The Parador de Calahorra is situated in the Valley of Cidacos, on the banks of the river Ebro. It’s an elegant building of reddish hues surrounded by a palm garden. Its comfortable rooms, meticulous decoration, and the cosy warmth of its lounge fireplaces make this accommodation an ideal family destination. There are halls for hosting events and celebrations, a cafeteria, a restaurant, a common lounge and a hotel car park.
It’s worth taking a stroll through Calahorra’s historical centre to gaze in awe at its Cathedral, the old Islamic quarter, the arch and the old Roman forum, the church of San Andrés, the Plaza del Raso and the municipal museum which houses the famous effigy, the Dama Calagurritana, or the Carmelite convent with an impressive Christ statue by the Baroque sculptor Gregorio Fernández.
Calahorra is also a wine-growing area. Head out to Aldeanueva del Ebro, a little more than fifteen minutes from the hotel, to visit the first Wine Museum in La Rioja Baja, located in La Ermita de Nuestra Señora del Portal; or explore fantastic wineries where the exquisite wines of La Rioja are produced.
For a family trip we recommend the Dinosaurs' Route. The footprints of these prehistoric animals can be seen in more than forty sites in the Calahorra region, in nearby towns such as Enciso and Igea.
Rooms to dream about
The rooms at Paradores combine design and modern services to perfection. In each room you can enjoy the comfort and elegance of the design and furnishings, and the best views in destinations you will want to return to again and again.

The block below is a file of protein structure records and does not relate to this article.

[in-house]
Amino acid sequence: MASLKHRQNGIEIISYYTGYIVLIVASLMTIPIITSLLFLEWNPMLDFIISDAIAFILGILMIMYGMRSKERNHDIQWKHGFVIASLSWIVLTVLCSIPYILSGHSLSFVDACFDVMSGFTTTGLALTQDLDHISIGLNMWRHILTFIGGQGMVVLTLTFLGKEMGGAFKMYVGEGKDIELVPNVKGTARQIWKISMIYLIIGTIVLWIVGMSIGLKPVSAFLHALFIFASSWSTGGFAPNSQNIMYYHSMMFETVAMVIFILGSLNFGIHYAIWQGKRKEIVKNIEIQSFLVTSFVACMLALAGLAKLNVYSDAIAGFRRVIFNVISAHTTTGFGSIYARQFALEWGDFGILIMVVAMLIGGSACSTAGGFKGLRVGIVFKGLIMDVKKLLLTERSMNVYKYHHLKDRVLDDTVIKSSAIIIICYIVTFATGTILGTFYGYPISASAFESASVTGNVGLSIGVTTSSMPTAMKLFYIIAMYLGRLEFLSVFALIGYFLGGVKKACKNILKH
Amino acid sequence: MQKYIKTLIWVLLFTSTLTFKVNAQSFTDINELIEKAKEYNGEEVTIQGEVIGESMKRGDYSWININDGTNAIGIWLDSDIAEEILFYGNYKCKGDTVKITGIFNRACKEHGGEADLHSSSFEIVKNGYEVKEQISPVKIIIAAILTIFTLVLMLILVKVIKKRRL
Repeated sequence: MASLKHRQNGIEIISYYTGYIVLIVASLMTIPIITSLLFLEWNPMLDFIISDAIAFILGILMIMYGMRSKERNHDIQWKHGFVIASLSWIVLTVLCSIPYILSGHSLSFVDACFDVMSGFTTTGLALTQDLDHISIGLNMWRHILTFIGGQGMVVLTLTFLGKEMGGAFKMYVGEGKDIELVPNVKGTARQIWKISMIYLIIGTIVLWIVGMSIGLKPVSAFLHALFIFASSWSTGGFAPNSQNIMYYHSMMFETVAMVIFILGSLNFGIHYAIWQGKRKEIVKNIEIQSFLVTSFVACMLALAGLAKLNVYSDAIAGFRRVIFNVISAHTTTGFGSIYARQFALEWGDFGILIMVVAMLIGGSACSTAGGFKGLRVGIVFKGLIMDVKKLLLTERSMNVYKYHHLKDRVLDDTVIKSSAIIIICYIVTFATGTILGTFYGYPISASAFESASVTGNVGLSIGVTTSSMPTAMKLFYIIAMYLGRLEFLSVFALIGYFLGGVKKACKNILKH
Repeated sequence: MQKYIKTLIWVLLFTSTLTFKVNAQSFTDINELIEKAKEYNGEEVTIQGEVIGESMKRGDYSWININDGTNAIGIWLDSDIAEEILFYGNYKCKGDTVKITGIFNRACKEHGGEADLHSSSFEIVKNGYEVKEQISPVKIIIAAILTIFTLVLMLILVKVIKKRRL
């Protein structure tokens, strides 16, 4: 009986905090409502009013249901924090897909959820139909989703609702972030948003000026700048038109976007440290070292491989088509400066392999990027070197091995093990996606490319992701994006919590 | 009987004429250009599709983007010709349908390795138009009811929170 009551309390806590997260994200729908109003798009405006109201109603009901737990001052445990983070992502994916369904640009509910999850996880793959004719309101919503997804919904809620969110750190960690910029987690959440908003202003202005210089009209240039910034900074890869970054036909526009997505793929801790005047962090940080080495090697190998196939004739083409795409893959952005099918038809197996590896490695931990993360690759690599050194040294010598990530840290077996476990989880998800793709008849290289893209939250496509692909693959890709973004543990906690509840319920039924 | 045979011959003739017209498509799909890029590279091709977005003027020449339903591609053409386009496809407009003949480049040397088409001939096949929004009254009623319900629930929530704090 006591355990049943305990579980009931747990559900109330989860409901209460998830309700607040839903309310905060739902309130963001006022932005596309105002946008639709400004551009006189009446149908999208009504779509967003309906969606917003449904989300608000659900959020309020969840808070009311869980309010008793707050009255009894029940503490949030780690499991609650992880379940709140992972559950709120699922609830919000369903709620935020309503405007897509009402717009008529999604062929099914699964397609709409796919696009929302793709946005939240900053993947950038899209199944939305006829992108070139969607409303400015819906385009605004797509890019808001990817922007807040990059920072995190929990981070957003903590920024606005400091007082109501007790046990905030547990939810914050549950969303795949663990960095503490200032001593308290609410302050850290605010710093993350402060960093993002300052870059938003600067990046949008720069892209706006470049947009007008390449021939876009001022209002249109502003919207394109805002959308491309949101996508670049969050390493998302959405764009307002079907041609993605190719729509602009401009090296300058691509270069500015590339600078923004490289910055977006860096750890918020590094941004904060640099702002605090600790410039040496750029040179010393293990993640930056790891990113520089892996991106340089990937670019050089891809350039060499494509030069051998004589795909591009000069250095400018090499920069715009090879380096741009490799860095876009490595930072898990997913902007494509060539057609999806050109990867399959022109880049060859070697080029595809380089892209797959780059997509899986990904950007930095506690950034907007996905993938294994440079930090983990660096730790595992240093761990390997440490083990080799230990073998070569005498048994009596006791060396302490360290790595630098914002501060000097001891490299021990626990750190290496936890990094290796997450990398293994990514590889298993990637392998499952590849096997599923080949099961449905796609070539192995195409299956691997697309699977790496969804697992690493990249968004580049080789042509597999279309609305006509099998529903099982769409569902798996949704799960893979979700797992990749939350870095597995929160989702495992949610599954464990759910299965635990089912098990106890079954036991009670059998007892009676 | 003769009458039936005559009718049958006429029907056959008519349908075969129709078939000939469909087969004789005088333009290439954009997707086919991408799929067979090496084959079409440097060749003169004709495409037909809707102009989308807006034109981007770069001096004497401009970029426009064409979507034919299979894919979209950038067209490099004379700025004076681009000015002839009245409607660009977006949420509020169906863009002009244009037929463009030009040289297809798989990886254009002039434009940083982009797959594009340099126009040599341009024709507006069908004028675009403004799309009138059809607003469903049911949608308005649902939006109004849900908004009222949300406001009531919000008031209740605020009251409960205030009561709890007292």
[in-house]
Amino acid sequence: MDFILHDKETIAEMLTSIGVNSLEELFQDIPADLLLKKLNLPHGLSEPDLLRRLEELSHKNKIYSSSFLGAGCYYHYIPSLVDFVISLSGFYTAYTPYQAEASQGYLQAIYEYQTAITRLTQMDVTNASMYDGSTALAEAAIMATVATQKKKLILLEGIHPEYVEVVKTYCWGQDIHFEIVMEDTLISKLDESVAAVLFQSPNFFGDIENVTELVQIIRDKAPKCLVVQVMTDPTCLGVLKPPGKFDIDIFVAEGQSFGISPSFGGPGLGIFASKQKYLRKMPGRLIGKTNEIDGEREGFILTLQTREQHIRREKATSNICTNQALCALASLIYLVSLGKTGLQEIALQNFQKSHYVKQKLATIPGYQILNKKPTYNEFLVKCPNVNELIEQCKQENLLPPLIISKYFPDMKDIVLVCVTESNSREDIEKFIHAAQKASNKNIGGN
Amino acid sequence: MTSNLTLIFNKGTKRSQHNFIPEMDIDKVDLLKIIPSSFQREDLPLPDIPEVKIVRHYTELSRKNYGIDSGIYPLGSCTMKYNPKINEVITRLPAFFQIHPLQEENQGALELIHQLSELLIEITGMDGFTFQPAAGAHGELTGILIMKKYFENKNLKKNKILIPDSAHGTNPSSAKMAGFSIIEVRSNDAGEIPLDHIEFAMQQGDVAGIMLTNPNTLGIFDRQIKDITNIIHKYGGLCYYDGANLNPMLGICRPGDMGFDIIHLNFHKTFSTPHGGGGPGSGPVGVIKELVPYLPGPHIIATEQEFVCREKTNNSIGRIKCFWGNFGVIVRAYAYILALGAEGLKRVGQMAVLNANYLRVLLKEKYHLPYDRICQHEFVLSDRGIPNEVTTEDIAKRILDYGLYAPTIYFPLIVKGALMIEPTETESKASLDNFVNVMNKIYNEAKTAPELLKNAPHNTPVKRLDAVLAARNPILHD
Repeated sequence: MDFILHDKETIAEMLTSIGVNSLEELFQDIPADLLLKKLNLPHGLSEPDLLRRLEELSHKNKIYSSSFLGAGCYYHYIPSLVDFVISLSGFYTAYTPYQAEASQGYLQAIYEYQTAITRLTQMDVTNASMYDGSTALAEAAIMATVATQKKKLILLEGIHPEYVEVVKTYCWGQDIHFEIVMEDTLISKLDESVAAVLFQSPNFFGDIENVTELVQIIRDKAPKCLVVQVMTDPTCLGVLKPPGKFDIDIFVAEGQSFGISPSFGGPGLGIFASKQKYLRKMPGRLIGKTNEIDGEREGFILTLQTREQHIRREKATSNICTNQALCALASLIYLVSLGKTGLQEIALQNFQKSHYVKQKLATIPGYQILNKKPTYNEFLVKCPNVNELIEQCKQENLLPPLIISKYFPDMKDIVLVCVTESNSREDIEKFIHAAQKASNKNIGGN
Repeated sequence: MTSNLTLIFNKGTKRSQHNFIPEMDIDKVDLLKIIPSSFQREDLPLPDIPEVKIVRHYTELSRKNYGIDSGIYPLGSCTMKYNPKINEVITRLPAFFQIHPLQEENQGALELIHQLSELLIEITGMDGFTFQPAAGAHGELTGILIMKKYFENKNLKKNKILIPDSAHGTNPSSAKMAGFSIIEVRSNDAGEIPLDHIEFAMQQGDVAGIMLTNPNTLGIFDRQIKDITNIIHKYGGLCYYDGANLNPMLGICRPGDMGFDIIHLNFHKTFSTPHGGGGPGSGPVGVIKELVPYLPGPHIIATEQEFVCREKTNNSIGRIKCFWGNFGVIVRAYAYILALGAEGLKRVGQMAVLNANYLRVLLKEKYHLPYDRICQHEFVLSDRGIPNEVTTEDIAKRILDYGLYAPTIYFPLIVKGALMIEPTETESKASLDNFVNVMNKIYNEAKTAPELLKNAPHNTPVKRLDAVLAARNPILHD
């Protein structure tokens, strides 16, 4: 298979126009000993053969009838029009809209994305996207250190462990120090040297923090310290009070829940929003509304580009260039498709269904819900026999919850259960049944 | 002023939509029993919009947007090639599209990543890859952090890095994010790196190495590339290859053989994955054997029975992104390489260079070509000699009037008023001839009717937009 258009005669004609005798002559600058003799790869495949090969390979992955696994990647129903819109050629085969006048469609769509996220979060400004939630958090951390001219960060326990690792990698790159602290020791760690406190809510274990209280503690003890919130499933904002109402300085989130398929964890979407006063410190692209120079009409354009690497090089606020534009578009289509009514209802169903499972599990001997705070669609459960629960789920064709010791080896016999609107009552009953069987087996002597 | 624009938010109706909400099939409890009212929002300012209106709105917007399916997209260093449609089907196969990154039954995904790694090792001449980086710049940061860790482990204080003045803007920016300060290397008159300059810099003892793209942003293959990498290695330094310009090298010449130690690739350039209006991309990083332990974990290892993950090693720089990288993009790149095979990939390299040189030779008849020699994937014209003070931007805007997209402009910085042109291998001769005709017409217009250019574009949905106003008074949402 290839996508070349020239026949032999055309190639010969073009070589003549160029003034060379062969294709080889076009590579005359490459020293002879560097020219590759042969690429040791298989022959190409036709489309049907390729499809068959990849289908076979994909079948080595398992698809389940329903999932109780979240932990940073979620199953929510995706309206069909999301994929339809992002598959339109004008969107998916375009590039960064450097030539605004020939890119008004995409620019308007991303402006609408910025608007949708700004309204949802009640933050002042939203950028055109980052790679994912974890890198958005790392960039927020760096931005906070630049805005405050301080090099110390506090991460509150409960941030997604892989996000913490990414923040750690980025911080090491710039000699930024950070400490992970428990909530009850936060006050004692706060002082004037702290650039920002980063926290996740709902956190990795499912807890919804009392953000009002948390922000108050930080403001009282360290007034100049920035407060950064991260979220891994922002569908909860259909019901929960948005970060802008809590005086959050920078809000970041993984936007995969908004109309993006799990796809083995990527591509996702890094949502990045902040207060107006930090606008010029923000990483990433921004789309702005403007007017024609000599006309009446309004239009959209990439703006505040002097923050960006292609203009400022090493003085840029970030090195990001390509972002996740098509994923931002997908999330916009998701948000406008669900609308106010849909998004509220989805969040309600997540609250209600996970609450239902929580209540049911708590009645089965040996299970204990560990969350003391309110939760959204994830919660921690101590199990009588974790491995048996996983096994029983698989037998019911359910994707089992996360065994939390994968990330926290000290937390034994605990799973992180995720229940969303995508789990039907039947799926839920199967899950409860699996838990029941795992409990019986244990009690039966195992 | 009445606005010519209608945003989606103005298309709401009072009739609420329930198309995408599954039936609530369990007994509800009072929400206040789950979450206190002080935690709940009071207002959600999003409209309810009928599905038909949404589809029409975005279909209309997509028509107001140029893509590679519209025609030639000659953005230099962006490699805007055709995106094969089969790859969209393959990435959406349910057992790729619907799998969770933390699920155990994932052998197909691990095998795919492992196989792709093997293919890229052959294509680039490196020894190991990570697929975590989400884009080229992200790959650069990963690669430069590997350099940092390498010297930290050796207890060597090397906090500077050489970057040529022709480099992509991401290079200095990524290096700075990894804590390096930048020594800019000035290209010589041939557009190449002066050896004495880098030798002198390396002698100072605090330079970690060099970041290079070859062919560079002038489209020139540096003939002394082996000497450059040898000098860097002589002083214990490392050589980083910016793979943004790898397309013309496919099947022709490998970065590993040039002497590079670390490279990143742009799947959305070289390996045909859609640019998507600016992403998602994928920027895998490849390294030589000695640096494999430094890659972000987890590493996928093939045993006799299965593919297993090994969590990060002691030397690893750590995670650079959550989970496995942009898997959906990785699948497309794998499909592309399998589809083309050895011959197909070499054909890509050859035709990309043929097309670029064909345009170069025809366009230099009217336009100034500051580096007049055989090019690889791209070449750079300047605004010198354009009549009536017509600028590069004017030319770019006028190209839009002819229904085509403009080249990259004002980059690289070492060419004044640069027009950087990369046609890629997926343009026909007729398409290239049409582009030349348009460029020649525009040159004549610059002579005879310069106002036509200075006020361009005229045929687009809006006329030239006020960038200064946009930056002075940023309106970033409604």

All the comforts you need
Conferences and meetings
Flat screen TV
Digital press and magazines service
Sale of gift items
The best regional cuisine in unique spaces
Paradores offers the exclusive experience of enjoying regional, local and local cuisine in unique spaces. Our cuisine is strongly linked to the places where the 98 hotels are located, presenting the best gastronomy from the different Spanish regions. Pioneers in local cuisine, we have reinforced our commitment to local products in search of the best raw material and reaffirming our commitment to sustainability.
The Parador de Turismo "Marco Fabio Quintiliano" pays homage to the bimillenary Calagurris Nassica Iulia, the Roman name by which Calahorra was known. A walk through its historic centre reveals the 12th-century Romanesque Cathedral, several other churches from different historical periods, and the Episcopal Palace, which holds numerous items such as fine gold ornaments, clothing, sculptures and paintings. There are also several museums, such as those dedicated to Romanisation or to Crops, and the Museum of Easter Floats, as Easter celebrations here have been declared a festival of National Tourist Interest.
Beyond the town centre, there are several other alternatives. The Dinosaur Route, a family favourite, takes visitors to the sites where traces of these prehistoric animals have been found. These are also unique places due to the nature of their surroundings.
Calahorra is near Logroño, the provincial capital and one of the stops on the St. James’ Way. Here we find the Cathedral of Santa María la Redonda, which displays an image attributed to Michelangelo on its ornate façade. The Wine Route through the Rioja Alta or the Romanesque Route, of which there are great examples in the province, is also a must.
Calahorra belongs to the Network of Spanish Jewish Quarters and is famous for its Jornadas Sefardíes festival in September. The area’s cuisine is another significant tourist attraction. Guests can visit the Pepper Fair in October, which marks the pepper harvest and take advantage of the Jornadas de la Cazuelilla in November, a tapas route through the city.